Tuesday, November 18, 2014

Oakland: Bay Fung Tong Tea House Restaurant

SY and VN invited me out for a belated birthday dinner in Oakland after work one day.  SY recommended Bay Fung Tong, which is conveniently located within walking distance from my office:


















I got there kind of early, but the restaurant was pretty much empty, so I was allowed to snag a table without waiting for the rest of my party:


















The place looked rather barren when I first arrived, but was completely transformed by the time I left.  Sometime in the middle of our meal, without us even noticing, the restaurant filled to the brim with people of all ages and ethnicities and buzzing with conversation and laughter.

 VN ran a bit late, so SY and I ordered.  We started off with the chicken and sweet corn soup ($6.95):


















I hadn't had deep fried sanddab ($9.95) in what felt like forever, so I requested that we order it:


















Bay Fung Tong is known for it's lobster noodles:


















It wasn't on the menu and I didn't get to see the bill, but I think it was around 20 bucks.  Not bad for lobster.

To add a healthy component to dinner, we added a plate of garlic sauce big pea leaves ($9.50):


















At the end, we each got a bowl of complimentary sweet red bean soup:


















Every single dish was solid.  No skimping on ingredients.  Even the lobster.  Service may not be the warmest or most attentive, but it's fast.  Almost unexpectedly so.  And prices are ridiculously reasonable.

Ever since the handful of three-dish-one-soup Chinese restaurants (Chinese peeps know what I'm talking about) around my house closed down, there's been a serious lack of fried sanddab in my life.  Bay Fung Tong is a bit out of the way, but I guess I can always swing back after work when the craving hits.

I will definitely be back.  Possibly even with my family in tow.

SY and VN, thank you for treating me to such great food and even better company.  And I haven't forgotten!  I still owe both of YOU belated birthday meals.  Let's make it happen!


Bat Fung Tong Tea House Restaurant
1916 Franklin St
Oakland, CA 94612
(510) 832-3298

Friday, November 14, 2014

SF Peninsula: Taste In Mediterranean

Our old family friends live in Fremont, but are willing to go all the way to Burlingame just for Mediterranean food.  When we heard this, we were mystified.  How good can the food be to be worth the drive?  So when they invited my family to tag along, we jumped at the offer.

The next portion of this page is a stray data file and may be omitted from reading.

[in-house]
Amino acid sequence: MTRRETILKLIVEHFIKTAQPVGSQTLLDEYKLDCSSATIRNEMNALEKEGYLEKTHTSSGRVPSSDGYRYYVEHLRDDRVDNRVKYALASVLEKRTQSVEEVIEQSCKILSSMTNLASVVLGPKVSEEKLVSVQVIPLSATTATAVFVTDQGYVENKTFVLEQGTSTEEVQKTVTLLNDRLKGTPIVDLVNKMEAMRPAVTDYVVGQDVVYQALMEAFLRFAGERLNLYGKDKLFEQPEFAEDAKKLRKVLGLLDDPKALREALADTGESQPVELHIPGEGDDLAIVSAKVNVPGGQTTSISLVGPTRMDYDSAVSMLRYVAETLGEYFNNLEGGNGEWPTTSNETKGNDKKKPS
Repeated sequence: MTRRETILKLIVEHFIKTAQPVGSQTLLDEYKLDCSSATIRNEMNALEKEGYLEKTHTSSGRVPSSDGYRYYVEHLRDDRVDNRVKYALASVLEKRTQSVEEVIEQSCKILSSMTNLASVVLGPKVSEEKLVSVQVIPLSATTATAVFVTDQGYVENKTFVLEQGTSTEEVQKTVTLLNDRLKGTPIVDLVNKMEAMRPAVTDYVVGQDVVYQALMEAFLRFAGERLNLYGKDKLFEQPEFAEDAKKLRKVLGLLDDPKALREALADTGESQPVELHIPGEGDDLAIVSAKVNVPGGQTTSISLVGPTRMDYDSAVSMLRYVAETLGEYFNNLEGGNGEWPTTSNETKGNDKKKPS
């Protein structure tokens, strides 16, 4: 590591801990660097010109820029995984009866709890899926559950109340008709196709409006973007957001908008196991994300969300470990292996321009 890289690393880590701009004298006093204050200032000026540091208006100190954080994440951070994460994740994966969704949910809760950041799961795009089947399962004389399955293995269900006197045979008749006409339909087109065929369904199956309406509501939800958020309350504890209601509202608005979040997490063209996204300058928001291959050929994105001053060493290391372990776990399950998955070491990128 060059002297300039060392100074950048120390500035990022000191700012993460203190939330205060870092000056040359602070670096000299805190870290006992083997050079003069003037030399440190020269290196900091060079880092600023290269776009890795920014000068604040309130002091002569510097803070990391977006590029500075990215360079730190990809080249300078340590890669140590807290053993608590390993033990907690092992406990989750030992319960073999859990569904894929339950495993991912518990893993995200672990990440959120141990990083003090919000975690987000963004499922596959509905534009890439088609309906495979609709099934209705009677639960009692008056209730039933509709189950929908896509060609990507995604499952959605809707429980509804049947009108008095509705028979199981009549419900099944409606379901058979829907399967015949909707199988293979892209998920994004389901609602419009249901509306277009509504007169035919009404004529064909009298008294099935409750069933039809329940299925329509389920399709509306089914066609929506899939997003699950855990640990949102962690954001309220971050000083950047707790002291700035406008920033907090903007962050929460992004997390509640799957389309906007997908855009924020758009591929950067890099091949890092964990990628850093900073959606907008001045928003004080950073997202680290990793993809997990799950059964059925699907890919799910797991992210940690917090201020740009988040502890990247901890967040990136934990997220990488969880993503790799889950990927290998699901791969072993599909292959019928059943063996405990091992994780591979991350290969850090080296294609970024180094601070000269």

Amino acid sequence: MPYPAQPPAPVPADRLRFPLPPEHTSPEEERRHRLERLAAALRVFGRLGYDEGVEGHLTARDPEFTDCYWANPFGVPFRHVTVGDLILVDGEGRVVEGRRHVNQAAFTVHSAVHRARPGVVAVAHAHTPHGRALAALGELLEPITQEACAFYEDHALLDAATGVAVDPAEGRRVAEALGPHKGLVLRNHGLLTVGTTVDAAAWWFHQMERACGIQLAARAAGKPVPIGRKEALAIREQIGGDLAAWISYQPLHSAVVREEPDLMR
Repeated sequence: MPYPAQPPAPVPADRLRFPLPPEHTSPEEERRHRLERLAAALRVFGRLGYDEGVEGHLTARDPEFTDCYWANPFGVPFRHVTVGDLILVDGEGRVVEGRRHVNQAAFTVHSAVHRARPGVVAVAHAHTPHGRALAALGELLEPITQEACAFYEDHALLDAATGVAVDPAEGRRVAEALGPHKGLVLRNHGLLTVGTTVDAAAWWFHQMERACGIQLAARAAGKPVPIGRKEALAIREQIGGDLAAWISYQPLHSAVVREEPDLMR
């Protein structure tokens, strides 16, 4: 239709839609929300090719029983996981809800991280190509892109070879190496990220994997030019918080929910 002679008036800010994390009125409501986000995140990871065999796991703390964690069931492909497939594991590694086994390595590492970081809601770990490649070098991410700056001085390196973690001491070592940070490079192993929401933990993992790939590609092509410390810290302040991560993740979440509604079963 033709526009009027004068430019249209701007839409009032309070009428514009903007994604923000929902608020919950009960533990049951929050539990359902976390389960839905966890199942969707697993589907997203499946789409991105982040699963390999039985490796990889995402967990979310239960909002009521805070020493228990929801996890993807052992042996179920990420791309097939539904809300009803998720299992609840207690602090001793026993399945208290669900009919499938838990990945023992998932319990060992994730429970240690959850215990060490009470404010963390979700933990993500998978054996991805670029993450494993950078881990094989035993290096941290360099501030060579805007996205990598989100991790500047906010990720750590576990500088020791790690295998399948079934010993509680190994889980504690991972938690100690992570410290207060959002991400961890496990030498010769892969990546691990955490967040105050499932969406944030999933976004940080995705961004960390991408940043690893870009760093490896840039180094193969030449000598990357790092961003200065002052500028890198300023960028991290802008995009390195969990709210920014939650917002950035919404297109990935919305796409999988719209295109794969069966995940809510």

Taste in Mediterranean looked pretty ordinary from the outside:


















Nothing crazy inside either:


















Just place your order at the counter and wait for your food to come.  The gentleman who took our order was super friendly.  When we tried to pay, he told us to sit and relax and pay at the end of our meal.

We got a couple drinks to try.  From left to right: mango lasse with rose syrup & honey ($2.99), tropical tea and mint lemonade combo ($2.99), and regular mint lemonade ($2.75):


















The mint lemonade was the best.  No question.  Forget everything else and just get the mint lemonade.  So fresh and amazing.

All the platter came with pita bread:


















My mother ordered the lamb shawarma wrap ($8.99):


















Whereas I went with the three item combo ($9.49).  There were quite a few things to choose from.  I finally decided on babaghanouj, eggplant salad, and falafel:


















Oh my gawd. That babaghanouj.  Probably the best babaghanouj I've ever had.  And that eggplant salad.  Besides eggplant, it included garlic, bell peppers, onions, parsley, and tomatoes.  If you like eggplants, get both.  It'll change your life.

My father is a lamb addict, so getting the lamb kabob platter ($17.49) was kind of a no brainer:


















Not cheap, but certainly delicious.  That rice was especially yummy.

My sister got the kefta kabob platter ($15.99):


















The keftas were made with ground lamb and were also quite scrumptious.  But again, that rice tho.

Our family friend insisted that we save room for dessert.  She was really interested in the kanafeh:


















Which is a sweet cheese pastry soaked in sugar syrup.  The warm cheese helps to temper the sweetness of the syrup.  While the first few bites are good, I can't really bring myself to eat much more than that.

A leisurely perusal of the dessert display cabinet drew our eyes to the baklava and pavlova: